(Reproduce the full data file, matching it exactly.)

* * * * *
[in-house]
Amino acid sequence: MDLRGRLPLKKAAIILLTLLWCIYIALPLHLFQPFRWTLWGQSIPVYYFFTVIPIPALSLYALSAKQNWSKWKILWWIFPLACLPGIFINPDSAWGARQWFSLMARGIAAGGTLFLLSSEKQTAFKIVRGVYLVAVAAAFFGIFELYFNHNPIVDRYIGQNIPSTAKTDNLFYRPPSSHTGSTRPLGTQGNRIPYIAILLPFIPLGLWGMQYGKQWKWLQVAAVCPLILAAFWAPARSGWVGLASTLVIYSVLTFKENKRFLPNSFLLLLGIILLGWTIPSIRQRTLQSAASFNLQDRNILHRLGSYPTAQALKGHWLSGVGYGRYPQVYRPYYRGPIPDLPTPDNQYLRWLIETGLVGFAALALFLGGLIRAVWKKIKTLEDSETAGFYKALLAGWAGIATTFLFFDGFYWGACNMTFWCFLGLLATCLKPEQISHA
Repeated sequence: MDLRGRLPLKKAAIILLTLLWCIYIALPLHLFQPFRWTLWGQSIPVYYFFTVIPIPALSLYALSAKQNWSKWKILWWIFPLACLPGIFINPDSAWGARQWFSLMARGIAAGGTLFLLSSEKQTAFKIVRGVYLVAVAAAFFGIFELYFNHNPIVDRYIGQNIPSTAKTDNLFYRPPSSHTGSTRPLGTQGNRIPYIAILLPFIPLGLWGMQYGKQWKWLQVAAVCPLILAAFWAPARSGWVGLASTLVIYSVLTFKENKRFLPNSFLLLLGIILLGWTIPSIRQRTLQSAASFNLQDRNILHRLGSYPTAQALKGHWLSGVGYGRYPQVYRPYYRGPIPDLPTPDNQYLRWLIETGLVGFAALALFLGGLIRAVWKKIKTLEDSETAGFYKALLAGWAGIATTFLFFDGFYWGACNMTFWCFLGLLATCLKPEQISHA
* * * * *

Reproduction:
[in-house]
Amino acid sequence: MDLRGRLPLKKAAIILLTLLWCIYIALPLHLFQPFRWTLWGQSIPVYYFFTVIPIPALSLYALSAKQNWSKWKILWWIFPLACLPGIFINPDSAWGARQWFSLMARGIAAGGTLFLLSSEKQTAFKIVRGVYLVAVAAAFFGIFELYFNHNPIVDRYIGQNIPSTAKTDNLFYRPPSSHTGSTRPLGTQGNRIPYIAILLPFIPLGLWGMQYGKQWKWLQVAAVCPLILAAFWAPARSGWVGLASTLVIYSVLTFKENKRFLPNSFLLLLGIILLGWTIPSIRQRTLQSAASFNLQDRNILHRLGSYPTAQALKGHWLSGVGYGRYPQVYRPYYRGPIPDLPTPDNQYLRWLIETGLVGFAALALFLGGLIRAVWKKIKTLEDSETAGFYKALLAGWAGIATTFLFFDGFYWGACNMTFWCFLGLLATCLKPEQISHA
Repeated sequence: MDLRGRLPLKKAAIILLTLLWCIYIALPLHLFQPFRWTLWGQSIPVYYFFTVIPIPALSLYALSAKQNWSKWKILWWIFPLACLPGIFINPDSAWGARQWFSLMARGIAAGGTLFLLSSEKQTAFKIVRGVYLVAVAAAFFGIFELYFNHNPIVDRYIGQNIPSTAKTDNLFYRPPSSHTGSTRPLGTQGNRIPYIAILLPFIPLGLWGMQYGKQWKWLQVAAVCPLILAAFWAPARSGWVGLASTLVIYSVLTFKENKRFLPNSFLLLLGIILLGWTIPSIRQRTLQSAASFNLQDRNILHRLGSYPTAQALKGHWLSGVGYGRYPQVYRPYYRGPIPDLPTPDNQYLRWLIETGLVGFAALALFLGGLIRAVWKKIKTLEDSETAGFYKALLAGWAGIATTFLFFDGFYWGACNMTFWCFLGLLATCLKPEQISHA